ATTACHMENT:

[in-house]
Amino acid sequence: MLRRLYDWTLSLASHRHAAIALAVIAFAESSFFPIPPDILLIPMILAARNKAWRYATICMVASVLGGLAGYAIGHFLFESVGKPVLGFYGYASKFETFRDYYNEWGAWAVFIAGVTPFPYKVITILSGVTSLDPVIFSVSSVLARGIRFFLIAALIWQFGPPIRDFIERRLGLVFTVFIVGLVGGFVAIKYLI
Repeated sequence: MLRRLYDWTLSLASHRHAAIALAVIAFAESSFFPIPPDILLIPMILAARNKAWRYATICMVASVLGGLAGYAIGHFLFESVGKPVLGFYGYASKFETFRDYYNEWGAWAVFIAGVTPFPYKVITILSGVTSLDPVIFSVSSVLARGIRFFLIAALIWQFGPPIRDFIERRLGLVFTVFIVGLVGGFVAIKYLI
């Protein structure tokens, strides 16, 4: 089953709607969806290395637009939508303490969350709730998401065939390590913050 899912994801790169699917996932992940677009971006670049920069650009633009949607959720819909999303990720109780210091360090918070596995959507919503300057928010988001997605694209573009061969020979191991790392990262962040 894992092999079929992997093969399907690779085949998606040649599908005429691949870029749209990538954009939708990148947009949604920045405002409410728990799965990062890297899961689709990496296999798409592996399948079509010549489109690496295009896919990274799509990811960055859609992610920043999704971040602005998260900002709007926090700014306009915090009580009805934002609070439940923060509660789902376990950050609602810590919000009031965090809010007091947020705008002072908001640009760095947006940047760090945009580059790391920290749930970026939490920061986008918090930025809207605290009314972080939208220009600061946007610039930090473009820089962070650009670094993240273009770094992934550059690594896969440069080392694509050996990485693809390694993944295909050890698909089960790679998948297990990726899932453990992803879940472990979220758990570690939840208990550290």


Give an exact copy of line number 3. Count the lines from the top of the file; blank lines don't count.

Repeated sequence: MLRRLYDWTLSLASHRHAAIALAVIAFAESSFFPIPPDILLIPMILAARNKAWRYATICMVASVLGGLAGYAIGHFLFESVGKPVLGFYGYASKFETFRDYYNEWGAWAVFIAGVTPFPYKVITILSGVTSLDPVIFSVSSVLARGIRFFLIAALIWQFGPPIRDFIERRLGLVFTVFIVGLVGGFVAIKYLI